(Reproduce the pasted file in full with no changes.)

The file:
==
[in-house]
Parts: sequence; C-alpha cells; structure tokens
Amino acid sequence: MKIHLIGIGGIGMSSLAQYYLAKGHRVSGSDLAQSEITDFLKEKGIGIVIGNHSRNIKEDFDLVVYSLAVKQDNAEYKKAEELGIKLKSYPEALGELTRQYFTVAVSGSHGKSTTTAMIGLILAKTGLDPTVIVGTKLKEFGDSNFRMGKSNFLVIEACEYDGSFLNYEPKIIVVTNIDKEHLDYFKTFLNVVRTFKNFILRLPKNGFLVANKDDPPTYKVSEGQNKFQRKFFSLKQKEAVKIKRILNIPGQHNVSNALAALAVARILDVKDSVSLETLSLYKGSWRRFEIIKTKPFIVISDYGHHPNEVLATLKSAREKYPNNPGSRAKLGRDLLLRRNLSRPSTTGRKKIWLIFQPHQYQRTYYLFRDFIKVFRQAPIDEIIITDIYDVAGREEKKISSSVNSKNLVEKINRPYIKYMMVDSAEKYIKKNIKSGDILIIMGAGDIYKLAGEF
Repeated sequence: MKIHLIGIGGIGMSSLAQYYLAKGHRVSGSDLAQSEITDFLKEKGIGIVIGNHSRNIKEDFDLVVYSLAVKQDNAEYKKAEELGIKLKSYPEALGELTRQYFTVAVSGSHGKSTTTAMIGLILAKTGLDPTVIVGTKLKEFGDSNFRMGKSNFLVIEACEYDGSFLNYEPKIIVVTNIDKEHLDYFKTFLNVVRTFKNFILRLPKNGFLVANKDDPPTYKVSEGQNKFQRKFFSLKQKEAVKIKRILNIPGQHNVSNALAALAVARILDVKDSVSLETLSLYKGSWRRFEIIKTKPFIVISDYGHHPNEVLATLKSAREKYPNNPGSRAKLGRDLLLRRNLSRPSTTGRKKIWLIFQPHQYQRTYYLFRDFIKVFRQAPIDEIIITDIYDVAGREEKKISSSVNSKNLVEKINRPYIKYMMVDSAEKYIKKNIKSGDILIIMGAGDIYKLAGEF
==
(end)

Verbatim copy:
[in-house]
Parts: sequence; C-alpha cells; structure tokens
Amino acid sequence: MKIHLIGIGGIGMSSLAQYYLAKGHRVSGSDLAQSEITDFLKEKGIGIVIGNHSRNIKEDFDLVVYSLAVKQDNAEYKKAEELGIKLKSYPEALGELTRQYFTVAVSGSHGKSTTTAMIGLILAKTGLDPTVIVGTKLKEFGDSNFRMGKSNFLVIEACEYDGSFLNYEPKIIVVTNIDKEHLDYFKTFLNVVRTFKNFILRLPKNGFLVANKDDPPTYKVSEGQNKFQRKFFSLKQKEAVKIKRILNIPGQHNVSNALAALAVARILDVKDSVSLETLSLYKGSWRRFEIIKTKPFIVISDYGHHPNEVLATLKSAREKYPNNPGSRAKLGRDLLLRRNLSRPSTTGRKKIWLIFQPHQYQRTYYLFRDFIKVFRQAPIDEIIITDIYDVAGREEKKISSSVNSKNLVEKINRPYIKYMMVDSAEKYIKKNIKSGDILIIMGAGDIYKLAGEF
Repeated sequence: MKIHLIGIGGIGMSSLAQYYLAKGHRVSGSDLAQSEITDFLKEKGIGIVIGNHSRNIKEDFDLVVYSLAVKQDNAEYKKAEELGIKLKSYPEALGELTRQYFTVAVSGSHGKSTTTAMIGLILAKTGLDPTVIVGTKLKEFGDSNFRMGKSNFLVIEACEYDGSFLNYEPKIIVVTNIDKEHLDYFKTFLNVVRTFKNFILRLPKNGFLVANKDDPPTYKVSEGQNKFQRKFFSLKQKEAVKIKRILNIPGQHNVSNALAALAVARILDVKDSVSLETLSLYKGSWRRFEIIKTKPFIVISDYGHHPNEVLATLKSAREKYPNNPGSRAKLGRDLLLRRNLSRPSTTGRKKIWLIFQPHQYQRTYYLFRDFIKVFRQAPIDEIIITDIYDVAGREEKKISSSVNSKNLVEKINRPYIKYMMVDSAEKYIKKNIKSGDILIIMGAGDIYKLAGEF